Home / News / World /  There are no good Taliban and bad Taliban: Condoleezza Rice

As the US and the international community prepare to scale down their military involvement in Afghanistan in 2014 and the Obama administration seeks talks with the Taliban to stabilize the war-torn country, former US secretary of state Condoleezza Rice has voiced doubts about the readiness of the group to join a reconciliation process. In an interview, Rice said she was “sceptical whether the Taliban can be brought into a peace process". Rice, currently a professor of political science at Stanford University, was in New Delhi last week for the 11th Hindustan Times Leadership Summit. Edited excerpts:

This is a critical time for the US in Afghanistan in the context of the transition in 2014. How do you see US-Afghanistan and US-Pakistan relations against the backdrop of this?

The US-Afghan relations is difficult because it is a difficult set of circumstances. It’s a relationship of partnership first of all. We have had to do a whole lot of hard things in Afghanistan. We had an apology from our military for innocent civilian deaths in Afghanistan. It’s not like the American military would have it that way, but unfortunately it happens. We have pressed the Afghans on the drug trade, we have pressed them on corruption, sometimes the relationship can be difficult, but I think it’s a long-term relationship and we will remain engaged there. I hope we will keep a military presence there. I think that would help. But we are in this relationship for the long term. We are not going to leave like we did after the Soviet Union was defeated there (in 1989), leaving then the kind of chaos that led to the Taliban and ultimately the Al Qaeda setting up home base there. With Pakistan again, it’s not easy. It takes patience on our part just as it takes patience on the part of India.

If you were secretary of state, would you have thought of opening a line of communication with the Taliban given what happened on 9/11?

I guess you have to think about it and I am not on the inside, and I am always careful because I know that you don’t always know all of the factors (involved). I think you have to be extremely careful. I don’t think there are good Taliban and bad Taliban. I don’t think there are Taliban who are in favour of the stability of Afghanistan. And so I am sceptical whether the Taliban can be brought into a peace process. Eventually there will have to be reconciliation of the Afghan people and I don’t doubt there are some who were Afghan people who fought on the wrong side. Everybody has to have reconciliation at some point. But people have to be ready for reconciliation and I don’t know the degree to which the Taliban is ready for reconciliation.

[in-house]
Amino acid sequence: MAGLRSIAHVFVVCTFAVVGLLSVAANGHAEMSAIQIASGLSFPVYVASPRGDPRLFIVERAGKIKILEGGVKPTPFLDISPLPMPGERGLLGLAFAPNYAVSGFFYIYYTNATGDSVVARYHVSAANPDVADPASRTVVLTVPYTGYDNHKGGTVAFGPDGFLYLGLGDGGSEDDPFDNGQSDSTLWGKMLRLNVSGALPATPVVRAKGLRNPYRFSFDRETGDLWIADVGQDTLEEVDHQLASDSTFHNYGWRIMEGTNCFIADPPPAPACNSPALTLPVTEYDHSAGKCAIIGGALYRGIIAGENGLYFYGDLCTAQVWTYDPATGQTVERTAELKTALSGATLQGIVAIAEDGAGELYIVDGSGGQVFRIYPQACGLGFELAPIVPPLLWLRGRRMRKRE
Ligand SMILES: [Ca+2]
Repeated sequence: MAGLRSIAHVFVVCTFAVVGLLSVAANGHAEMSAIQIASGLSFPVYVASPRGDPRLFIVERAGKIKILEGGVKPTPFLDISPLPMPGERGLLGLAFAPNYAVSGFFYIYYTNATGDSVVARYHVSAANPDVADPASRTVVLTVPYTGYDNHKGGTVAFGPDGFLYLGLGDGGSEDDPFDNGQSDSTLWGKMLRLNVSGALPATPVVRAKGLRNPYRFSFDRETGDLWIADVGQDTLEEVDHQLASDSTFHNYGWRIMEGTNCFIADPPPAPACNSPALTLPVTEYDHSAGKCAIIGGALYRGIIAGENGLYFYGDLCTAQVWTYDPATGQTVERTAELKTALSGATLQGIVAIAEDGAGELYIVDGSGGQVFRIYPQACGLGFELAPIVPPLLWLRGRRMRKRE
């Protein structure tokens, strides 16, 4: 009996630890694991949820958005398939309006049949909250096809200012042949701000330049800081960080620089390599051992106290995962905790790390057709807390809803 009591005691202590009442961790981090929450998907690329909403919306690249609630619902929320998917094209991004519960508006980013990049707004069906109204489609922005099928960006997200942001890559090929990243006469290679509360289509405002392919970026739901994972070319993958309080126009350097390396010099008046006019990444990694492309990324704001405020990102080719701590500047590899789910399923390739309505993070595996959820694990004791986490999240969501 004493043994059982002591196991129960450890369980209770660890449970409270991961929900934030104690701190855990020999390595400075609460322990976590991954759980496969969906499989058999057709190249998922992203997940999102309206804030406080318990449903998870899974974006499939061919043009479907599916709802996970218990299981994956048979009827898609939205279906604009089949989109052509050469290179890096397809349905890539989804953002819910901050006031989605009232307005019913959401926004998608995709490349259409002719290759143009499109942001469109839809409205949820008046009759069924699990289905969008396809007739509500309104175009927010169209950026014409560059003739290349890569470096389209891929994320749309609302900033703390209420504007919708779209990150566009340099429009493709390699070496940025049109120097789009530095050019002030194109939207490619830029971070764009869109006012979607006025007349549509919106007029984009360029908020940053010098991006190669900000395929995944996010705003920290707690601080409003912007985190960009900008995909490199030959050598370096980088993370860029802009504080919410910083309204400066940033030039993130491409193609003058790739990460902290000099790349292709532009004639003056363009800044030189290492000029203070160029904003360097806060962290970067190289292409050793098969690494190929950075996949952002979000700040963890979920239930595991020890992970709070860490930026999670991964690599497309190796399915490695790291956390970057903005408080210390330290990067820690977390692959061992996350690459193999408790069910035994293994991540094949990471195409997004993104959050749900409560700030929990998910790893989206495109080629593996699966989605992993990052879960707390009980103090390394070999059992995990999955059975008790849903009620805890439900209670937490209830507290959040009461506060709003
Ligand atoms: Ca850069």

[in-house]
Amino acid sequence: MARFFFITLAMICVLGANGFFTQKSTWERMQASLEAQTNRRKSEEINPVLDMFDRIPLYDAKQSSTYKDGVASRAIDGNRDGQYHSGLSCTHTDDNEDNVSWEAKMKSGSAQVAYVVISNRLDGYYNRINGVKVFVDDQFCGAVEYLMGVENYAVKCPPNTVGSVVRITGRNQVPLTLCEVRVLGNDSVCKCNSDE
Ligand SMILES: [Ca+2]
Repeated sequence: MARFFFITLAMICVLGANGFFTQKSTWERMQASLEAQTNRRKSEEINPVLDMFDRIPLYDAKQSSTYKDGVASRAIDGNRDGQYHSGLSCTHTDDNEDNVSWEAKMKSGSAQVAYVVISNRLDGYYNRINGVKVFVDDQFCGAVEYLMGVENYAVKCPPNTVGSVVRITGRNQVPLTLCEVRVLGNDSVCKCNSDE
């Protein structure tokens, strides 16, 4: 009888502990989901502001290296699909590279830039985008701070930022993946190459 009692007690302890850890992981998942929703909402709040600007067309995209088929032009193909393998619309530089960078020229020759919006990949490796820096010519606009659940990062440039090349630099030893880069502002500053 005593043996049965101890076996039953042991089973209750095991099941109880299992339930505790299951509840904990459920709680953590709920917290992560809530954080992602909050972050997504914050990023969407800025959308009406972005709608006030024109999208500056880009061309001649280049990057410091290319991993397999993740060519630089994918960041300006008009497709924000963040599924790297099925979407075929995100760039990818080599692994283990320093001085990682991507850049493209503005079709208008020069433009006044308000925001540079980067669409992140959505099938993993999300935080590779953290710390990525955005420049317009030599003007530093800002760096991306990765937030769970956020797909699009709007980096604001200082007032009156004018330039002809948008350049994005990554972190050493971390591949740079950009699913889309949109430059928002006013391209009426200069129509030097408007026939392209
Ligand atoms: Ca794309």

There was this recent agreement between the international community and Iran on its controversial nuclear programme. What are the opportunities that this deal throws up for the US in Afghanistan for example?

Well I don’t know if it would open up opportunities in the geo-strategic issues. It seems sometimes to me that the Iranian government is in two minds—it wants to have a nuclear deal and it wants to have better relations with the United States, and it wants to reshape the Middle East in ways that are antithetical to our interests and I don’t see that changing, frankly, in the short term. Now it may be on Afghanistan because to a certain extent terrorism in Afghanistan is a problem for the Iranians; there would be some small opening there. But I would not generalize from what happens in the nuclear deal to a stronger, better relationship with the Iranians. I think that takes work on other kinds of issues like Iran’s interference in the Persian Gulf.

So Pakistan will still have primacy in any Afghan calculations?

Pakistan has to be part of the calculations. Instability in Pakistan is a problem for Afghanistan and instability in Afghanistan is a problem for Pakistan. So those two are forever linked in that way. And I do hope that the Pakistanis will recognize that the Taliban in Pakistan is a real problem for Pakistan, not just for Afghanistan. As long as you have extremism in Pakistan, Pakistan will be a large part of the equation. You will have to pay a lot of attention to it.

What is your opinion of the interim deal on Iran’s nuclear programme? Your allies in the region Saudi Arabia and Israel are uncomfortable with it.